Gravitational Waves, Tumbleweeds and Western Kingbirds

June 23, 2017

LIGO

Photographer: Rebecca Roush
Summary Author: Rebecca Roush

Gravitational waves are currently being researched intensely at the Laser Interferometer Gravitational-Wave Observatory (LIGO) in Hanford, Washington. Construction of the observatory and landscaping around it has resulted in two interesting and related phenomena: first, tumbleweeds can affect the measurements of gravitational waves and second, baling tumbleweeds provides Western Kingbirds with materials to build their nests in the observatory’s landscaping.

Baling machines are used to collect tumbleweeds that gather around the site’s buildings, including the observatory’s 2.5 mile-long arms. If not baled, tumbleweeds have the potential to affect the very sensitive instruments measuring gravitational waves. The bundles are secured with string, which opportunistic Western Kingbirds use to build their nests.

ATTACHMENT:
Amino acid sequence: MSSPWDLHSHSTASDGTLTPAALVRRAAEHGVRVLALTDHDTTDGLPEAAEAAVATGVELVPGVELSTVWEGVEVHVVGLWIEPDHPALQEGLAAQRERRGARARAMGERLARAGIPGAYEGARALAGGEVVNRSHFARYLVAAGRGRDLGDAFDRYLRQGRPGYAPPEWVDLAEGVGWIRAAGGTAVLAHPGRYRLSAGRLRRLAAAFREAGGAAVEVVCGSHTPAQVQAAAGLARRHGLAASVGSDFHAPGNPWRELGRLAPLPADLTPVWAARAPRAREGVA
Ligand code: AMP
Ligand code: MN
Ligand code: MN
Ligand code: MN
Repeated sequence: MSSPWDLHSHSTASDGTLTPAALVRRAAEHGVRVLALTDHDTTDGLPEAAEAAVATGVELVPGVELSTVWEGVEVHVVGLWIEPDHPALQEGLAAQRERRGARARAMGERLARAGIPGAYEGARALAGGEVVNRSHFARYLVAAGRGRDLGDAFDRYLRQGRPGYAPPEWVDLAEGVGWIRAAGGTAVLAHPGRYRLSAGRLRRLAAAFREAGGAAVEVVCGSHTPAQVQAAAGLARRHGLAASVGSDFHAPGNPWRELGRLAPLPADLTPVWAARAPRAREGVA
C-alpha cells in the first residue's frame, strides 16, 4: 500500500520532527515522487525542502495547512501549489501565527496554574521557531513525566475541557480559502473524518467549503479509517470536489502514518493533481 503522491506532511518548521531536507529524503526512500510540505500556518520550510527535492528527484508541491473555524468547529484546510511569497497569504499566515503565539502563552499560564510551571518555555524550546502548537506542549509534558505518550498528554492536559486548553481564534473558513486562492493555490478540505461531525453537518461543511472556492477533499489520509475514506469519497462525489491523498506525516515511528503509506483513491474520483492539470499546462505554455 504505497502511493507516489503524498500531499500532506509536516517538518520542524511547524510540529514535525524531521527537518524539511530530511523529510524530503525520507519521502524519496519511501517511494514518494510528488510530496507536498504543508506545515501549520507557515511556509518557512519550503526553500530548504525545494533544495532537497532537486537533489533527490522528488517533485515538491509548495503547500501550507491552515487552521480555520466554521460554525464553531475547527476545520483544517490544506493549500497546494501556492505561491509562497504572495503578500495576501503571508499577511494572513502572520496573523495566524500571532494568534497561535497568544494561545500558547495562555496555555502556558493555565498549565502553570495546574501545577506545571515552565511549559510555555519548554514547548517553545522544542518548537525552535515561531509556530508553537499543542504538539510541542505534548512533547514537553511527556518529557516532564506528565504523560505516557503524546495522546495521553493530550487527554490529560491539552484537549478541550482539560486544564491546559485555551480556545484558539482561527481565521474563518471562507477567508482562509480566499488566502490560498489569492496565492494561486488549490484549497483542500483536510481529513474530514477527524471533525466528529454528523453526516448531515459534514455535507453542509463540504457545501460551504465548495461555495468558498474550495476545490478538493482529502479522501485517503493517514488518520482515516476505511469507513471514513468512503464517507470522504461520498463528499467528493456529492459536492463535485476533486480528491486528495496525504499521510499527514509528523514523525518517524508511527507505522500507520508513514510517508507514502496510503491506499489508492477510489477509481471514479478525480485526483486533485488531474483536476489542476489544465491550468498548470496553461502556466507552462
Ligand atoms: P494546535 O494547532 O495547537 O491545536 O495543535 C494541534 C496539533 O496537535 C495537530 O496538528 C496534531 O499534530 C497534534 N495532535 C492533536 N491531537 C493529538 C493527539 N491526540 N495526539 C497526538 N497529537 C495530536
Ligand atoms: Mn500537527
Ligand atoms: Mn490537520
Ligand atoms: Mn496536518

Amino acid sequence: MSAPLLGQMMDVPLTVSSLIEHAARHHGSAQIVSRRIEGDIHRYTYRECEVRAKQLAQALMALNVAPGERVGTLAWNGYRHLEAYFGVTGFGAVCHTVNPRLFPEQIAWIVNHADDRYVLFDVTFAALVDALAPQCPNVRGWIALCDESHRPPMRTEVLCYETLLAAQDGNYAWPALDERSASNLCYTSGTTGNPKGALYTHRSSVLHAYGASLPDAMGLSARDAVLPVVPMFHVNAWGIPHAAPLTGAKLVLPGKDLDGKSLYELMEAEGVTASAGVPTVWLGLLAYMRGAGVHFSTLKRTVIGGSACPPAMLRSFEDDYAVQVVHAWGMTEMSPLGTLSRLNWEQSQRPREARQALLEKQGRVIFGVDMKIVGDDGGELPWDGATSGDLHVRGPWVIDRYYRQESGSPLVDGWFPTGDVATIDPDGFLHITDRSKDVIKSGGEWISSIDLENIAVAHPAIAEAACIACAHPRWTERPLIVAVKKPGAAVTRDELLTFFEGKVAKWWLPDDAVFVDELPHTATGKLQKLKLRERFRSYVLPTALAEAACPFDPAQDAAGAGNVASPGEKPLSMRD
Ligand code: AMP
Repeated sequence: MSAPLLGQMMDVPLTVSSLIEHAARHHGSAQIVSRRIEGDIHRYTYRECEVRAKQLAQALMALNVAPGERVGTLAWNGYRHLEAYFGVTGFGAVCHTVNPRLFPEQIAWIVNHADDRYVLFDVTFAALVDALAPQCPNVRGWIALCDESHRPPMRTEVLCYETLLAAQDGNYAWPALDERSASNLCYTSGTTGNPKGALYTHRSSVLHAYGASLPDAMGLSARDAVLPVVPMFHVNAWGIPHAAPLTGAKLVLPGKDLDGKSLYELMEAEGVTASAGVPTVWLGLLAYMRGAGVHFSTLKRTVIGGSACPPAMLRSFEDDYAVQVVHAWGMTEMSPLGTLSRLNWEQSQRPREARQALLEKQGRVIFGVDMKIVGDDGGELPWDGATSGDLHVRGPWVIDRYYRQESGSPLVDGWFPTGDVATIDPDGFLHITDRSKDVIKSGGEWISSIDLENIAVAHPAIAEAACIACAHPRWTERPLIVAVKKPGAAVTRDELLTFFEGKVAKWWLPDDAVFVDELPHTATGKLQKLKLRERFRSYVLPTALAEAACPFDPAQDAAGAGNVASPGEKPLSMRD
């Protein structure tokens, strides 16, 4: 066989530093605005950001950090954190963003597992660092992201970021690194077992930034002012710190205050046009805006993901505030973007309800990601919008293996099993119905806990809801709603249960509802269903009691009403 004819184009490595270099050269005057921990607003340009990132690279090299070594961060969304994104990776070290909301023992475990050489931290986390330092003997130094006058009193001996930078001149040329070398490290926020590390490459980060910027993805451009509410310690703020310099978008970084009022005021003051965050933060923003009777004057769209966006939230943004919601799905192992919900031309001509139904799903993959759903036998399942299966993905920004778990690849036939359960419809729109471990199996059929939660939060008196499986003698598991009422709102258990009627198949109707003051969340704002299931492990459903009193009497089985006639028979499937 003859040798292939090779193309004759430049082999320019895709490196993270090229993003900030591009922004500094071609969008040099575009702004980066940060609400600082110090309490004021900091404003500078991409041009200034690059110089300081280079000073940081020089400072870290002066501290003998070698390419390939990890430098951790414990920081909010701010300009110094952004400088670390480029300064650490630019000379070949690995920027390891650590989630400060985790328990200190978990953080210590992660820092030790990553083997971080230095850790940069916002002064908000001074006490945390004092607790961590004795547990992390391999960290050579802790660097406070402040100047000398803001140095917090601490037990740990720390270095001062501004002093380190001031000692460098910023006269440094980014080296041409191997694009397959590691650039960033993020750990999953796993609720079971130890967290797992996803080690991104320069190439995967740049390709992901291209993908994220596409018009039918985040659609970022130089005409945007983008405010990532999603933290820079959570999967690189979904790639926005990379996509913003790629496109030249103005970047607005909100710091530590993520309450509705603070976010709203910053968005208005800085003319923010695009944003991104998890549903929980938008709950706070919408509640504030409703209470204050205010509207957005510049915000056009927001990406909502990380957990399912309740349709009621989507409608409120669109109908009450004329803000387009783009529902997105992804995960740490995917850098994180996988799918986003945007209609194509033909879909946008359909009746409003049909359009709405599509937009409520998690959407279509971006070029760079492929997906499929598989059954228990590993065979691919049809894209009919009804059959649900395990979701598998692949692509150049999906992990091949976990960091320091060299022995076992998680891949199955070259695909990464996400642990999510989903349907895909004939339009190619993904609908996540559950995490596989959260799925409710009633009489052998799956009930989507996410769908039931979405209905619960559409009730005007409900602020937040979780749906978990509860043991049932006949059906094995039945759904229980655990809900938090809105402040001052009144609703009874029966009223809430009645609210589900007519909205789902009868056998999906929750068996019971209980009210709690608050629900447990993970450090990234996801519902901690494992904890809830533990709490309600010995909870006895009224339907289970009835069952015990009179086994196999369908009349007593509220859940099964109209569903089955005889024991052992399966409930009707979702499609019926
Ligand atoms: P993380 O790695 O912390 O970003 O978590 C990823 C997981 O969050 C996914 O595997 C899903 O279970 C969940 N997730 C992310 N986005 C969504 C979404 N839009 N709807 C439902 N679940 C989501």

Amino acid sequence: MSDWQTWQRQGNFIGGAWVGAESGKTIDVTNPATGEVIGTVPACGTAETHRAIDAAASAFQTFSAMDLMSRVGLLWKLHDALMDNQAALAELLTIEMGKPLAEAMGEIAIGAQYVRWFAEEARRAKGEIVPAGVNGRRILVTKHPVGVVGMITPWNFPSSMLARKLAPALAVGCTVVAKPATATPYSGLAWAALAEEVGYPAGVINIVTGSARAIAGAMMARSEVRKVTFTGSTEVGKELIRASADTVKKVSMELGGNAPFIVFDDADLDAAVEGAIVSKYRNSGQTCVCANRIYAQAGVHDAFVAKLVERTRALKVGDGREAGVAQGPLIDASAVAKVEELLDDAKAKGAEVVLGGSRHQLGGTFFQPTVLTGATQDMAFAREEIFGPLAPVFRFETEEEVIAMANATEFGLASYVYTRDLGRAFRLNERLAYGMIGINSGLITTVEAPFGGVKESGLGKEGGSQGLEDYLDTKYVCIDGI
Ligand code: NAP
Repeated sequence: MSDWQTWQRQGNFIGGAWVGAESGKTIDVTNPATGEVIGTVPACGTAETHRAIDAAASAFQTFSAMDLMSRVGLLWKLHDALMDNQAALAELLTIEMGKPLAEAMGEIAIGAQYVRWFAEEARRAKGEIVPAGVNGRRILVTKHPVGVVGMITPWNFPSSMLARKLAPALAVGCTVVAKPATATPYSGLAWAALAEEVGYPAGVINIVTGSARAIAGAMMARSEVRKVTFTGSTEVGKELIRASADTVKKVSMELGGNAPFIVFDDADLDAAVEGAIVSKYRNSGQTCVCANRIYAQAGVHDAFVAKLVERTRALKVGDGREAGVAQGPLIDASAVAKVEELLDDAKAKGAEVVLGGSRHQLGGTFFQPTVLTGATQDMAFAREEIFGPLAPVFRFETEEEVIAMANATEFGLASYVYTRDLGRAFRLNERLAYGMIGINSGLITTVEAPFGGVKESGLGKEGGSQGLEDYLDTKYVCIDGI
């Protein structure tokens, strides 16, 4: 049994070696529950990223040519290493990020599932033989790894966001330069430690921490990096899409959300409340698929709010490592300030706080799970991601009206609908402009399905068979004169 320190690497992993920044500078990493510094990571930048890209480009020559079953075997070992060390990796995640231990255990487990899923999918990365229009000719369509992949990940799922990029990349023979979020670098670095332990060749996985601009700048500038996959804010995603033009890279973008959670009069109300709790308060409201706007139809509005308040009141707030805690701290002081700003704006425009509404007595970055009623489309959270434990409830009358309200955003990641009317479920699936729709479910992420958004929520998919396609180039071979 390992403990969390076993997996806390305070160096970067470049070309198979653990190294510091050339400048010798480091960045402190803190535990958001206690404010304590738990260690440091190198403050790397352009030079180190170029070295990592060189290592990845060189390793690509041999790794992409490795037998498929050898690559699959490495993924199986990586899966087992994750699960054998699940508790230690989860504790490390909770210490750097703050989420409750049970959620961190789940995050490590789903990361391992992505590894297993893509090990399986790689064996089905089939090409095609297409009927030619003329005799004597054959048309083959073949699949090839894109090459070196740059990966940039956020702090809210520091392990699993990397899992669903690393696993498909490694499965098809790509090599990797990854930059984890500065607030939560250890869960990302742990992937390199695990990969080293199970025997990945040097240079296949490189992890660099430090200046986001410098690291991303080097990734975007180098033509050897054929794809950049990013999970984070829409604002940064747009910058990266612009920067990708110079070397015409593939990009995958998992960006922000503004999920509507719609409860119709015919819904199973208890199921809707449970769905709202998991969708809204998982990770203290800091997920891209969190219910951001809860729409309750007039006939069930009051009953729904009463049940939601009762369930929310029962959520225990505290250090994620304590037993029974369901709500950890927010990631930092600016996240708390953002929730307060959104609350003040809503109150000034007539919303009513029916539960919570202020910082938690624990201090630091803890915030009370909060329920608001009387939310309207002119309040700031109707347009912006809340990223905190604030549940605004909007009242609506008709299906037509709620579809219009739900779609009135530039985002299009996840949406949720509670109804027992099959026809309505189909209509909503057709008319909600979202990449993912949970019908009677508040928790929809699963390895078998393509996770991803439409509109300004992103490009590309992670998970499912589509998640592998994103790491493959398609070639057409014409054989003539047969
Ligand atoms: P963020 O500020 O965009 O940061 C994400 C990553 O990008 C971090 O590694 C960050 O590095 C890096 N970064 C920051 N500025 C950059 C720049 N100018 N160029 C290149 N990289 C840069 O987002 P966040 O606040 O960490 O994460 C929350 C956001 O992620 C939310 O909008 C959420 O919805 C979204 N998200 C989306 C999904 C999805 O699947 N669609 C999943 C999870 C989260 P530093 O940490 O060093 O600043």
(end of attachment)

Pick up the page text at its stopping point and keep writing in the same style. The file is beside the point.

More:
The photo on the left shows the baling equipment and some tumbleweeds beginning to accumulate near one of the observatory's extended arms. Once baled, they're distributed around the surrounding arid landscape to decompose. The photo on the right shows several kingbird nests in a planted deciduous tree on the observatory grounds. Note the red baling twine that the opportune birds have incorporated into their nests, making them look almost like decorations. Photo taken on April 19, 2017. 



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